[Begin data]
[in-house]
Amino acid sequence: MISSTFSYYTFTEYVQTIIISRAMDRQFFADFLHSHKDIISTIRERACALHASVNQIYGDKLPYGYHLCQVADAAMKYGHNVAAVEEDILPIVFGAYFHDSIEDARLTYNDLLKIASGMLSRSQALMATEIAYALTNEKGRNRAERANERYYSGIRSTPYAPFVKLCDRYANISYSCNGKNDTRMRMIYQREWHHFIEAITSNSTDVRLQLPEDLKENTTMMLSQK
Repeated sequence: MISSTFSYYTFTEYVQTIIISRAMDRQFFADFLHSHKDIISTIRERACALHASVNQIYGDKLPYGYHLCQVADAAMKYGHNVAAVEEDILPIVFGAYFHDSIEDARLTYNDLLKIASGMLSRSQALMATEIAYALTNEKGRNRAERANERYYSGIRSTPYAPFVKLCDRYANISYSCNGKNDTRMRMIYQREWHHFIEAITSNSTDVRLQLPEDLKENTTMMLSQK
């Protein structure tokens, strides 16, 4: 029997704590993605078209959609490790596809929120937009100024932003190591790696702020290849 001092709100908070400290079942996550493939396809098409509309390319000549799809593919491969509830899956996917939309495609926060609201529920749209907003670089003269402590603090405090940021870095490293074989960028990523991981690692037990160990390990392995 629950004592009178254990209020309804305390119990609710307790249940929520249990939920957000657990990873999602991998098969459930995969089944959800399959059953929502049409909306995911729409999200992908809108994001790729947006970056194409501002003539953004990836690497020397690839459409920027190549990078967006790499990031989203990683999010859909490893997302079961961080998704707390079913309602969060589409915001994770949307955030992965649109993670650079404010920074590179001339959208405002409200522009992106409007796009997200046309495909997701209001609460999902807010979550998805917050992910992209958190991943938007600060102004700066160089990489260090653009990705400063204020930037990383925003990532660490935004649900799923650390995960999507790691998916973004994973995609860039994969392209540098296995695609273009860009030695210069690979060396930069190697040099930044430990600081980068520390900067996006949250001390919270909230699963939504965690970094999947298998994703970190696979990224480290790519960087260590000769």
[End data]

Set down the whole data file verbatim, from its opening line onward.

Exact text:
[in-house]
Amino acid sequence: MISSTFSYYTFTEYVQTIIISRAMDRQFFADFLHSHKDIISTIRERACALHASVNQIYGDKLPYGYHLCQVADAAMKYGHNVAAVEEDILPIVFGAYFHDSIEDARLTYNDLLKIASGMLSRSQALMATEIAYALTNEKGRNRAERANERYYSGIRSTPYAPFVKLCDRYANISYSCNGKNDTRMRMIYQREWHHFIEAITSNSTDVRLQLPEDLKENTTMMLSQK
Repeated sequence: MISSTFSYYTFTEYVQTIIISRAMDRQFFADFLHSHKDIISTIRERACALHASVNQIYGDKLPYGYHLCQVADAAMKYGHNVAAVEEDILPIVFGAYFHDSIEDARLTYNDLLKIASGMLSRSQALMATEIAYALTNEKGRNRAERANERYYSGIRSTPYAPFVKLCDRYANISYSCNGKNDTRMRMIYQREWHHFIEAITSNSTDVRLQLPEDLKENTTMMLSQK
């Protein structure tokens, strides 16, 4: 029997704590993605078209959609490790596809929120937009100024932003190591790696702020290849 001092709100908070400290079942996550493939396809098409509309390319000549799809593919491969509830899956996917939309495609926060609201529920749209907003670089003269402590603090405090940021870095490293074989960028990523991981690692037990160990390990392995 629950004592009178254990209020309804305390119990609710307790249940929520249990939920957000657990990873999602991998098969459930995969089944959800399959059953929502049409909306995911729409999200992908809108994001790729947006970056194409501002003539953004990836690497020397690839459409920027190549990078967006790499990031989203990683999010859909490893997302079961961080998704707390079913309602969060589409915001994770949307955030992965649109993670650079404010920074590179001339959208405002409200522009992106409007796009997200046309495909997701209001609460999902807010979550998805917050992910992209958190991943938007600060102004700066160089990489260090653009990705400063204020930037990383925003990532660490935004649900799923650390995960999507790691998916973004994973995609860039994969392209540098296995695609273009860009030695210069690979060396930069190697040099930044430990600081980068520390900067996006949250001390919270909230699963939504965690970094999947298998994703970190696979990224480290790519960087260590000769």